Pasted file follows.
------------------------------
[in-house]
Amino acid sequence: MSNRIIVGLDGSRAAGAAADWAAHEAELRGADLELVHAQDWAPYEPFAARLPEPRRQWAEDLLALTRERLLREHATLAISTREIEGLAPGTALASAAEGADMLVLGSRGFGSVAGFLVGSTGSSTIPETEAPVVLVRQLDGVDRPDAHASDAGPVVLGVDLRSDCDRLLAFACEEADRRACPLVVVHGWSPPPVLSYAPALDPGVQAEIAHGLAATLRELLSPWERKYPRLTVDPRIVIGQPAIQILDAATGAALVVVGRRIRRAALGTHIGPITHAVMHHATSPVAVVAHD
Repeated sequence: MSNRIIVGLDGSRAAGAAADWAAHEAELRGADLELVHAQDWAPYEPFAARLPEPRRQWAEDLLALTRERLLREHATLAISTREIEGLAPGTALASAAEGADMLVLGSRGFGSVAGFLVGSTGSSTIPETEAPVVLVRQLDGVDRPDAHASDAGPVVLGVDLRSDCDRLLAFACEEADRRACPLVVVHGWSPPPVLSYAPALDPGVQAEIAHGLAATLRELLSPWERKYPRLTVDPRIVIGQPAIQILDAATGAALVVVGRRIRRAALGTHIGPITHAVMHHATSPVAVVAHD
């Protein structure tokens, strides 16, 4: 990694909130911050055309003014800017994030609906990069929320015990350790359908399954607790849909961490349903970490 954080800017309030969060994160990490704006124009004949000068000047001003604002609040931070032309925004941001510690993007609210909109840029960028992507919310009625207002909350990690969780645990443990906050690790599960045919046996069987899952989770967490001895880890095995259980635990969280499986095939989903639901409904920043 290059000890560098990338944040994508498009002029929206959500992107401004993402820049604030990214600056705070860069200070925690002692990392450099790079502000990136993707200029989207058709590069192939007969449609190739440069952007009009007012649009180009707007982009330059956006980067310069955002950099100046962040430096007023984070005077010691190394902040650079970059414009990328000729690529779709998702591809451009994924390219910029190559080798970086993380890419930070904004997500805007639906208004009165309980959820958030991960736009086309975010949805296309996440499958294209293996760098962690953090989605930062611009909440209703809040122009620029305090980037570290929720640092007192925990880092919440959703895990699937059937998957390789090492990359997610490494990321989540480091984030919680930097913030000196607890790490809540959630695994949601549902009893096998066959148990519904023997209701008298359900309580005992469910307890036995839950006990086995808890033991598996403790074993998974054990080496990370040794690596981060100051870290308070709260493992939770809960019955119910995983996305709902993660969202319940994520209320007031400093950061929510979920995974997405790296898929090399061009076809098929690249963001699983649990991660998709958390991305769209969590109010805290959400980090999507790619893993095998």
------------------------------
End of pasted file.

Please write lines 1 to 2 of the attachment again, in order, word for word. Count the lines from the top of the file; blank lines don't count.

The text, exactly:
[in-house]
Amino acid sequence: MSNRIIVGLDGSRAAGAAADWAAHEAELRGADLELVHAQDWAPYEPFAARLPEPRRQWAEDLLALTRERLLREHATLAISTREIEGLAPGTALASAAEGADMLVLGSRGFGSVAGFLVGSTGSSTIPETEAPVVLVRQLDGVDRPDAHASDAGPVVLGVDLRSDCDRLLAFACEEADRRACPLVVVHGWSPPPVLSYAPALDPGVQAEIAHGLAATLRELLSPWERKYPRLTVDPRIVIGQPAIQILDAATGAALVVVGRRIRRAALGTHIGPITHAVMHHATSPVAVVAHD